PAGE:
So, if the best minds in MS are all saying this, why aren’t we doing it? Because it’s not our fault. Because they do not understand. Because they do not have to wake up every morning with the disease. Because they do not have to hide half of their symptoms so no one will really no how sick they are. Because people living with MS forget what is good for them in the moment, not because they don’t care, but because their brain won’t support them. MS stinks.
Well MS Cure Fund is working on tools that will try to make it stink less. The neurologists and everyone else are right. Your lifestyle choices can have a far greater effect on the course of your disease than any disease modifying therapy (DMT) can.
Back to basics – MS is an immune mediated disease that causes inflammatory attacks on the myelin that coats nerve axons. Inflammation occurs when the body’s own immune cells attack the nervous system. This can occur along any area of the brain, optic nerve, and spinal cord. When the myelin is damaged, the electronic impulses that flow through the nerves are diminished or blocked.
So what can we do to reduce inflammation?
- Avoid stress – Stress makes your body feel like it is under attack. To fight the attack the body produces chemicals that narrow the arteries and increase heart rate to provide the energy to overcome the perceived attack. If you decrease circulation, you increase inflammation.
- Avoid extreme heat –Extreme heat causes a temporary failure of nerve conduction in the central tracts within the central nervous system causing exacerbation of MS symptoms; lowering the body temperature will allow nerve conduction to resume. This is like disconnecting and then reconnecting a computer. Reduce heat, feel better.
- Exercise – Exercise is good. Many MS patients have the wrong impression that if they exercise they will overheat and cause MS attacks. Not true. MS patients need to be mindful of overheating, but the benefits of aerobic exercise are too numerous to list. Exercise with plenty of water consumption increases circulation to get nutrients to the muscles and joints and decreases inflammation. It has also been shown to produce proteins in the brain that stimulate growth of new brain tissue. Who doesn’t want that? (Source: http://serendip.brynmawr.edu/bb/neuro/neuro05/web2/mmcgovern.html).
- Hydrate – Drinking water helps everything. It stimulates the metabolism; it carries away harmful toxins and provides support to all the body’s essential systems.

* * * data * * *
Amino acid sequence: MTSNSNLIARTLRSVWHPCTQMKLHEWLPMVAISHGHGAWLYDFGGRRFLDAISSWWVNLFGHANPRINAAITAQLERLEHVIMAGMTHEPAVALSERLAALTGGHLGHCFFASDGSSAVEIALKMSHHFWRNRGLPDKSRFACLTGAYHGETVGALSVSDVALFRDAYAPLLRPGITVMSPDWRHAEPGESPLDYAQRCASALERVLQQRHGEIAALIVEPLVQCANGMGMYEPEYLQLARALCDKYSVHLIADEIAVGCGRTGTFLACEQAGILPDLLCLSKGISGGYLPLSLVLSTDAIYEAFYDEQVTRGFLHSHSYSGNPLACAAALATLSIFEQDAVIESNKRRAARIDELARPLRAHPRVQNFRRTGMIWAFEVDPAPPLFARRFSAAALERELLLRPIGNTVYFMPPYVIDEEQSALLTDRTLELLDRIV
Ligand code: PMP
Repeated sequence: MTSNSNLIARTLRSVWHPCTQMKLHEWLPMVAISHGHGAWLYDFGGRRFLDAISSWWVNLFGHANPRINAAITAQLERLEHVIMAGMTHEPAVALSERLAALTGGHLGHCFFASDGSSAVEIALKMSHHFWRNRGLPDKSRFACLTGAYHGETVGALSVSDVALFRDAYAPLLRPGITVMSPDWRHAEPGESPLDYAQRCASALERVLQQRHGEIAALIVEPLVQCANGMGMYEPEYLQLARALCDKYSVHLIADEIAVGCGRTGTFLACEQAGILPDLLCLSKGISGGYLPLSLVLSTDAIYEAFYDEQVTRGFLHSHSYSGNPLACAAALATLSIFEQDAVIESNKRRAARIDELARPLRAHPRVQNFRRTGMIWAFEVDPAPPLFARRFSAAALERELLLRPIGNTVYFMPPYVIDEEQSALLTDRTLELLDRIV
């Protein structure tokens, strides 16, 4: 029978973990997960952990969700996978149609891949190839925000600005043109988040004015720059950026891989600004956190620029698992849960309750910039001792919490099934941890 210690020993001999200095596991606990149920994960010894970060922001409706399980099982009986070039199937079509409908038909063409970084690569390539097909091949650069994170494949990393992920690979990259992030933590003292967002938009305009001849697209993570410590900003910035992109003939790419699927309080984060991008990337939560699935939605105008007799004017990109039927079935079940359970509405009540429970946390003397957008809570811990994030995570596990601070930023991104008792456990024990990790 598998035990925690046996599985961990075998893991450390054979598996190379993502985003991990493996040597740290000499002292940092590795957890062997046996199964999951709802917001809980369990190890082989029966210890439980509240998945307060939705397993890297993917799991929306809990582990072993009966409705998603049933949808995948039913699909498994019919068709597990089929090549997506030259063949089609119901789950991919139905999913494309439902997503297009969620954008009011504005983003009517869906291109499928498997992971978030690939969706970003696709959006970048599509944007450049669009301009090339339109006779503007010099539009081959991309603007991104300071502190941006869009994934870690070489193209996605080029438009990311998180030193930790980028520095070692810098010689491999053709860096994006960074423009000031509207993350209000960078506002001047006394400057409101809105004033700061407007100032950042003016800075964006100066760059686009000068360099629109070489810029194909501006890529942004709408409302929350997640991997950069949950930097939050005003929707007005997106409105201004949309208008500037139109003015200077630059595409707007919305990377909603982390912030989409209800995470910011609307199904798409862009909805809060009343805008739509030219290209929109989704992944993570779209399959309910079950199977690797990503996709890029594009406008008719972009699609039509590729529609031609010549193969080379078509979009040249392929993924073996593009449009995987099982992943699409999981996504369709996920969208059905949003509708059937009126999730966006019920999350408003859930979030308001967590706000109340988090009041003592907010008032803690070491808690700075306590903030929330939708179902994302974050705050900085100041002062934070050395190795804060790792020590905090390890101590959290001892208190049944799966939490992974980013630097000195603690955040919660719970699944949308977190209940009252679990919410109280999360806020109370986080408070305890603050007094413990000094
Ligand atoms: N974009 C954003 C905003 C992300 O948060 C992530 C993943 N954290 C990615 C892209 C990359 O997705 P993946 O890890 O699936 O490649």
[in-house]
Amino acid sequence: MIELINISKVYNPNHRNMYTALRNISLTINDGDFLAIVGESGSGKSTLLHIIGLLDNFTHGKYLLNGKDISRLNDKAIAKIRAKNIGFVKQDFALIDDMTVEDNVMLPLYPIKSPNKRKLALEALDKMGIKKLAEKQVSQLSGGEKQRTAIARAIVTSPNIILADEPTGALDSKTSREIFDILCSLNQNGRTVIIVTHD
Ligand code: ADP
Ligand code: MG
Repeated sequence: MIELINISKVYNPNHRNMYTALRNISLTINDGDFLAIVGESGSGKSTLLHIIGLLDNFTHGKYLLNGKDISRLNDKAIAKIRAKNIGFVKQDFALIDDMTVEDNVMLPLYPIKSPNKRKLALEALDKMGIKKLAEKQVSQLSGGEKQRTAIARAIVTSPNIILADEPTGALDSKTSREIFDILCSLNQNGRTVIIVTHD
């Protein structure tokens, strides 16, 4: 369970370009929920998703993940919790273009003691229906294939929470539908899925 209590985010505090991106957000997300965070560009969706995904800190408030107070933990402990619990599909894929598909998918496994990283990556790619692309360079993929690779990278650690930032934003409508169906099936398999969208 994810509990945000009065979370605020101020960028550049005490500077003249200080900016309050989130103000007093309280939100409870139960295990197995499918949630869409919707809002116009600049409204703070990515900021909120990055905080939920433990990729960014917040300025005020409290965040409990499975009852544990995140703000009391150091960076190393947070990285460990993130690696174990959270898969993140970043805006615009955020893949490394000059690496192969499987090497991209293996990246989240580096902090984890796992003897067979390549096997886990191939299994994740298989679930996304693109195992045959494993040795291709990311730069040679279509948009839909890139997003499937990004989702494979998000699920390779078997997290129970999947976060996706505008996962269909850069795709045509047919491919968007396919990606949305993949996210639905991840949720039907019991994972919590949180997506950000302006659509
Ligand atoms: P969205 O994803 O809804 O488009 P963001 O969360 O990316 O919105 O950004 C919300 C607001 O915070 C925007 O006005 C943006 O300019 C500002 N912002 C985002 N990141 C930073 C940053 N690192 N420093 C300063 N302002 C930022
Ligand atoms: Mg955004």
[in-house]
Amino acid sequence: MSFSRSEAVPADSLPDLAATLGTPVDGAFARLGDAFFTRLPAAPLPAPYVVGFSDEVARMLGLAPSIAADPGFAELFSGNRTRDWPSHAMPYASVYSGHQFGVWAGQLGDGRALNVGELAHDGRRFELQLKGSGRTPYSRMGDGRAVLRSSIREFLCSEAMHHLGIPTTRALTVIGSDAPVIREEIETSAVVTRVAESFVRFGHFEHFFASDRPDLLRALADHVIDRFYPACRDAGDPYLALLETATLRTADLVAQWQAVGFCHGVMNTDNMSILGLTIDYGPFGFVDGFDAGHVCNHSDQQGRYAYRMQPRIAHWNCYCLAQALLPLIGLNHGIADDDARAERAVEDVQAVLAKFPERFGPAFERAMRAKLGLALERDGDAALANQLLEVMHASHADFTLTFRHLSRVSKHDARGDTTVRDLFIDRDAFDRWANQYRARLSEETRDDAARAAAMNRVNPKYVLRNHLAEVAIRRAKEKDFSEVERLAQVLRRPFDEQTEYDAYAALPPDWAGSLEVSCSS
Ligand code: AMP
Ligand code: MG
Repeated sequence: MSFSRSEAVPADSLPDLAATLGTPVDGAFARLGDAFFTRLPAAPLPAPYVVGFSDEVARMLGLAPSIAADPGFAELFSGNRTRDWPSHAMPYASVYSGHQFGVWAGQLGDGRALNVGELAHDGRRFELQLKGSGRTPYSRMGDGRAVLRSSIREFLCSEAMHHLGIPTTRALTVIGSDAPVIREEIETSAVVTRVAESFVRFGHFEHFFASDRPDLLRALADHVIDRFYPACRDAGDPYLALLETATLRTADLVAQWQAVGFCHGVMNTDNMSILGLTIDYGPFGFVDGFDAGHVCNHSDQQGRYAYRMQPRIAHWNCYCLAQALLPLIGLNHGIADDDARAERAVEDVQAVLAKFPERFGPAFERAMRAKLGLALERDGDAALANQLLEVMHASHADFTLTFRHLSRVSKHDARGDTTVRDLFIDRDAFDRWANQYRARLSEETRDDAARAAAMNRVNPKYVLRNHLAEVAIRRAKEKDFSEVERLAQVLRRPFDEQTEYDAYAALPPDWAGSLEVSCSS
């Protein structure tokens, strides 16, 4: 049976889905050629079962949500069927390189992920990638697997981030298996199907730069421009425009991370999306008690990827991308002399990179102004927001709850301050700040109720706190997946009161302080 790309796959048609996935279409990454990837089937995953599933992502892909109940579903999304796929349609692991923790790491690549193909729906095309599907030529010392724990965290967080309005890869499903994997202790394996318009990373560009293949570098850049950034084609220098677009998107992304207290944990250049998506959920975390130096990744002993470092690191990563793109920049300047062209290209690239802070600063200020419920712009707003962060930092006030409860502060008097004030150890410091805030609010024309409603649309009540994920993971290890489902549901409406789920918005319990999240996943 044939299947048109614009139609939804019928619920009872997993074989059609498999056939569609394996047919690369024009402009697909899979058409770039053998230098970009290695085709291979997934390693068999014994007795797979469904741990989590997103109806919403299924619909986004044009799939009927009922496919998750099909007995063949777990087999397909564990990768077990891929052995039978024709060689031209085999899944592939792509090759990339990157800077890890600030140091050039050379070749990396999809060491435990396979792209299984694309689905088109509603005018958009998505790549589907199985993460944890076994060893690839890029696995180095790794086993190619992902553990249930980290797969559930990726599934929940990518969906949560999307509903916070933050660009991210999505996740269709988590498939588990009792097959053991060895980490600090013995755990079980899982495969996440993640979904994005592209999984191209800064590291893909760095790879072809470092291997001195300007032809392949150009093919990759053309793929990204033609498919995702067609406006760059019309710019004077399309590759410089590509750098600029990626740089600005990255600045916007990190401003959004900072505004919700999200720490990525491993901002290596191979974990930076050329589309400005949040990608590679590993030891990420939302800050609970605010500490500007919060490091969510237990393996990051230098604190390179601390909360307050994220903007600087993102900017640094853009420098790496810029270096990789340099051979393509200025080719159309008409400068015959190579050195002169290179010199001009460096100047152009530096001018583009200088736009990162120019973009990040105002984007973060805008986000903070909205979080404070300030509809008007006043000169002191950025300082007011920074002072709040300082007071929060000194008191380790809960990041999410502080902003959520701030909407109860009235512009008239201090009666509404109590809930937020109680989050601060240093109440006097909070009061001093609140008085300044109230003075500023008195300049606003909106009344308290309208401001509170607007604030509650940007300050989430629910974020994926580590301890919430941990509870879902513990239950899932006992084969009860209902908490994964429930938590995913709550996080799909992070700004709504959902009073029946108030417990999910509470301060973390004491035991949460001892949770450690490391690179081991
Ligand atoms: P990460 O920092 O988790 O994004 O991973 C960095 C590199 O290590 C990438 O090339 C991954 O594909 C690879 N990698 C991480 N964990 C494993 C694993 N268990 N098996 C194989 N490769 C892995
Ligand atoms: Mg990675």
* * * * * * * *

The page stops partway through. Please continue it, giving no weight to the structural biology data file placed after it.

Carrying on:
- Get plenty of rest – If you are overtired your body will identify that as stress and the cycle begins. MS fatigue and body fatigue are two different things. MS fatigue is a neurologic condition. Body fatigue is a lack of reparative rest. Sleep well, be well.
- Reduce Sodium – Sodium causes the circulatory system to narrow, causing the stress reactions stated above. Sodium is loaded into almost all processed foods at an obscene level. Sodium causes bad immune cells to be generated that can make an immune mediated disease like MS worse. If possible, eat fresh foods naturally low in sodium and lay off the salt.
- Don’t smoke – It pains me to think I have to add this. Smoking constricts blood flow; puts many harmful poisons in your body and kills lung function. Don’t smoke.
Sounds like what our primary care physicians have been saying from day one. It is, and it’s true. But why is it so much more important for people living with MS? Because reducing inflammation reduces MS attacks and their severity. It’s that simple.
More and more, MS research is pointing to “the gut”. The gut is your digestive track. Science is proving that all controls for your body’s immune system originate in your digestive track and how your body reacts to various foods and chemicals. There is a world of information out there on eating your way to a better healthy life. I want to stay clear of providing “medical advice”, so I won’t tell you what to do, other than talk with your primary care doctor or neurologist about making an appointment with a nutritionist. It could be the most life changing decision you make in the fight against your MS.
Written by: Jack Cowie
Medically reviewed by:
Patricia K. Coyle, MD
Professor of Neurology and Vice Chair of Clinical Affairs
Director, MS Comprehensive Care Center
Stonybrook University Hospital